The State Bar seeks public comment on an Amendment to Lawyer Referral Service Proposed Rules of Procedure Governing the Review Process for Certification, Revocation and Suspension Decisions
Deadline: October 30, 2020
Comments should be submitted using the online Public Comment Form. The online form allows you to input your comments directly and can also be used to upload your comment letter and/or other attachments.
The background of the original proposed Rules of Procedure 4201 through 4208 was addressed at the November 2019 meeting of the State Bar Regulation and Discipline (RAD) Committee, and the January 2020 meeting of the Board of Trustees. (See Attachment C.) Briefly, in 2014, the Supreme Court approved rules 3.803 and 3.806 of the Rules of the State Bar, which provide for review in the State Bar Court of determinations by State Bar staff to deny, suspend, or revoke the certification of a Lawyer Referral Service (LRS). However, no new Rules of Procedure were promulgated to specifically address this review process. In April 2019, the Supreme Court directed State Bar staff to formulate those Rules of Procedure, and to submit them to the Supreme Court for its consideration and approval. On January 24, 2020, the Board of Trustees adopted Rules of Procedure 4201 through 4208, and directed staff to submit the proposed rules to the California Supreme Court for approval. The request was filed with the Supreme Court on May 8, 2020. On August 5, 2020, the State Bar filed a notice of withdrawal of the request, which the Supreme Court granted the following day.
The Version of Proposed Rules of Procedure 4201 through 4208 Adopted by the Board of Trustees Does Not Reflect Staff’s Intended Recommendation
As adopted by the Board of Trustees, proposed rule 4204 provides, in relevant part: The court will hold a hearing if timely requested by either party and the Court determines that a hearing will materially contribute to the court’s consideration of the petition for review. (Rules of Procedure, proposed rule 4204(B) [emphasis added].)
In other words, proposed Rules of Procedure 4201 through 4208 allow a party to request a hearing, but the decision whether to hold one is ultimately up to the State Bar Court. After the request for approval was filed in the Supreme Court, staff again reviewed internal communications and drafts of the proposed rules. Staff determined that the “and” in proposed rule 4204(B) was the result of an early drafting error that was unfortunately carried throughout the drafting and approval process. The drafters of the proposed rules and the State Bar Court had intended to recommend to the Board of Trustees to adopt the following language for proposed rule 4204(B):The court will hold a hearing if timely requested by either party or the court determines that a hearing will materially contribute to the court’s consideration of the petition for review.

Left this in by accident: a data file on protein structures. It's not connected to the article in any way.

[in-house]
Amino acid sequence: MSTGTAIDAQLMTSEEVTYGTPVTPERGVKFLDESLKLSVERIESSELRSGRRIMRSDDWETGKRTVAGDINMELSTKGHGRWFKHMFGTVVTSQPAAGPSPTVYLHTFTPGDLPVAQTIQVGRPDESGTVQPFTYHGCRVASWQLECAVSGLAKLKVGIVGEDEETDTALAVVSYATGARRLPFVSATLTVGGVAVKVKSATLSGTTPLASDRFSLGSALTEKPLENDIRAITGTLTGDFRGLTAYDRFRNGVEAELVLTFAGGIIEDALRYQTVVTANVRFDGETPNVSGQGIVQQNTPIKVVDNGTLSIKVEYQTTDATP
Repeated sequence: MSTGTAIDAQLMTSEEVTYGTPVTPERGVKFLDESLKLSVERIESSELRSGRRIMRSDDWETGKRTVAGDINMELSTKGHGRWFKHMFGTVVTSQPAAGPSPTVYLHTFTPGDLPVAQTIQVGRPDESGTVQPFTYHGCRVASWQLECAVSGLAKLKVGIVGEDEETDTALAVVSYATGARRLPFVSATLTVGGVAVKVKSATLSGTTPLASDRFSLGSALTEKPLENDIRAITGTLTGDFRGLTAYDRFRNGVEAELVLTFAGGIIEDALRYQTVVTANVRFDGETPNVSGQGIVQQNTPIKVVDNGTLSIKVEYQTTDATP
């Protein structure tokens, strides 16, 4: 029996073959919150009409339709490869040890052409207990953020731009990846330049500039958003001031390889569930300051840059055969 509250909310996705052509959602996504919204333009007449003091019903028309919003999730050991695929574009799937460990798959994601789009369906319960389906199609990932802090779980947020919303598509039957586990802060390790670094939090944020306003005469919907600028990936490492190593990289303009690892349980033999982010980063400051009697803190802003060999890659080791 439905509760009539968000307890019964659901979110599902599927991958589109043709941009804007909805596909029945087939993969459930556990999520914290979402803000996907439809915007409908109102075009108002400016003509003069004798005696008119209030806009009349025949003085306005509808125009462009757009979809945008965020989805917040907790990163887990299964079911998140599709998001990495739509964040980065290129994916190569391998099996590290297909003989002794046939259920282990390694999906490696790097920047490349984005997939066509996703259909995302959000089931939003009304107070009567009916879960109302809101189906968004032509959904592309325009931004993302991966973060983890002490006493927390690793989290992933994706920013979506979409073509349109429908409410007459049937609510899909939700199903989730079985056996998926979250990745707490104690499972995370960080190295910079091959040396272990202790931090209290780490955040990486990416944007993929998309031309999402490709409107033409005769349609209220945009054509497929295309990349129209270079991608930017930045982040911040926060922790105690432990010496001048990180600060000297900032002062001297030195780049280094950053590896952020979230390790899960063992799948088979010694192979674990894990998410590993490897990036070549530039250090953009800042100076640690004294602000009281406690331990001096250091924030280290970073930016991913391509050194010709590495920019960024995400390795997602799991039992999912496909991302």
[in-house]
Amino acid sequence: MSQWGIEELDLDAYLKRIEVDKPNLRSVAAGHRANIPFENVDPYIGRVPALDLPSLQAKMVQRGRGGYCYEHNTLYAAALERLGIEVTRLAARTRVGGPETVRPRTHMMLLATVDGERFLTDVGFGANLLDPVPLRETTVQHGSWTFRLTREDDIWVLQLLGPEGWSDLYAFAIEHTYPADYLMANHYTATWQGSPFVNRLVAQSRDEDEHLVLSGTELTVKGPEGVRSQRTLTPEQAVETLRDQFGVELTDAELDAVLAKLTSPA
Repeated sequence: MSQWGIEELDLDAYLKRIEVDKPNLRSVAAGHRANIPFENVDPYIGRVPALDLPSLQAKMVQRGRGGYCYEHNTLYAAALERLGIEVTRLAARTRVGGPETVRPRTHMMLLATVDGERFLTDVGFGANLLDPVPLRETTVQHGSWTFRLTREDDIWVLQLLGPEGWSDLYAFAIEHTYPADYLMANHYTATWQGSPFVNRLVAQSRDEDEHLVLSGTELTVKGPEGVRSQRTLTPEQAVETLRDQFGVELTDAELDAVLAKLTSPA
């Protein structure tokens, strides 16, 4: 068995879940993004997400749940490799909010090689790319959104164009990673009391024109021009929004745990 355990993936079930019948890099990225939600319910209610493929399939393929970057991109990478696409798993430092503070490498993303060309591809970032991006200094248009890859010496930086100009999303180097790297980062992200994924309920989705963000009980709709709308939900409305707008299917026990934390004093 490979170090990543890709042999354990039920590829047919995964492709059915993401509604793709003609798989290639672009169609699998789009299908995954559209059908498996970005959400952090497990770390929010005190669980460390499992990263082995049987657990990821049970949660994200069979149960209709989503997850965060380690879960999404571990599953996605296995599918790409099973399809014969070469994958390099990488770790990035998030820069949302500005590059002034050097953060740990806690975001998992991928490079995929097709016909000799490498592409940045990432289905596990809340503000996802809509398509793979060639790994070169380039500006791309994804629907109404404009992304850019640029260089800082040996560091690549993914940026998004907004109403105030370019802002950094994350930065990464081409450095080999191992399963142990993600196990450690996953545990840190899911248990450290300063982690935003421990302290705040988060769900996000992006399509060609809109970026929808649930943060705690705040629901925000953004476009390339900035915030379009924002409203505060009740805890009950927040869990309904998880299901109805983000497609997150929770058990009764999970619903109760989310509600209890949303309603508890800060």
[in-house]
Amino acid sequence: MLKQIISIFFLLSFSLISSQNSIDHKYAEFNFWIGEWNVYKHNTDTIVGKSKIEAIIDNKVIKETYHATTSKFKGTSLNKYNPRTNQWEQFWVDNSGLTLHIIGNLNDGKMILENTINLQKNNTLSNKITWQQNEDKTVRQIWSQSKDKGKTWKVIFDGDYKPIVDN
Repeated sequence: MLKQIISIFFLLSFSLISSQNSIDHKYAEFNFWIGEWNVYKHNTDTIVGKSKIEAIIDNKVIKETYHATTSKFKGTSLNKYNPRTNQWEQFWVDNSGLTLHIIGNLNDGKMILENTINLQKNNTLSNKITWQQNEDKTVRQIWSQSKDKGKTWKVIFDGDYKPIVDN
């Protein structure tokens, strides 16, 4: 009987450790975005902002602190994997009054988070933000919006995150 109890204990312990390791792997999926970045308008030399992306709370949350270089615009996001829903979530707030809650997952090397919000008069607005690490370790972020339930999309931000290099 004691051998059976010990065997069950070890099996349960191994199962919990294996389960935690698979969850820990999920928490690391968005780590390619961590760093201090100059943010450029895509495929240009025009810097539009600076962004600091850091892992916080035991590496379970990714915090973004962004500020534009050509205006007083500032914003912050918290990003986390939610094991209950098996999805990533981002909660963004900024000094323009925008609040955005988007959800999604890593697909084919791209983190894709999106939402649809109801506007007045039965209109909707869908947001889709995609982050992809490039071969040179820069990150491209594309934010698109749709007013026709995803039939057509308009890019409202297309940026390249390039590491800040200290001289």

Amending Proposed Rule 4204(B) Eliminates Any Procedural Due Process Concerns
LRS certification determinations arguably implicate a person’s livelihood, and therefore procedural due process may necessitate proper notice and a reasonable opportunity to be heard. (Willner v. Committee on Character and Fitness (1963) 373 U.S. 96, 103.) “Under the California Constitution, the extent to which procedural due process is available depends on a weighing of private and governmental interests involved.” (Rodriguez v. Department of Real Estate (1996) 51 Cal.App.4th 1289, 1297.)
Based on this weighing of the relevant factors, it is staff’s opinion is that the version of proposed Rules of Procedure 4201 through 4208 as already adopted by the Board of Trustees provides a reasonable opportunity to be heard. This is because the current proposed rules provide multiple opportunities for an applicant or existing LRS to challenge an adverse certification determination—first to State Bar staff and then to the State Bar Court—including the opportunity to request a hearing. As such, the risk of an erroneous adverse determination is relatively remote, while the added benefit of providing for a hearing as of right is speculative.
Even so, amending proposed rule 4204(B) to change “and” to “or” removes any doubt. That is because granting a hearing upon timely request allows a party to offer oral testimony and to confront and cross-examined witnesses, providing what courts have described as the “full range” of due process rights. (See, e.g., Rodriguez, supra, 51 Cal.App.4th, at p. 1299.) Since this additional process is what staff and the State Bar Court intended to recommend at the outset, staff determined that the appropriate course of action would be to bring the issue back to RAD and the Board of Trustees.
This proposal has the potential to increase caseloads for State Bar Court and the Office of Chief Trial Counsel. However, based on the small number of LRS applications that have received adverse determinations from staff, it is anticipated that any impact will be minimal.
Regulation and Discipline Committee
October 30, 2020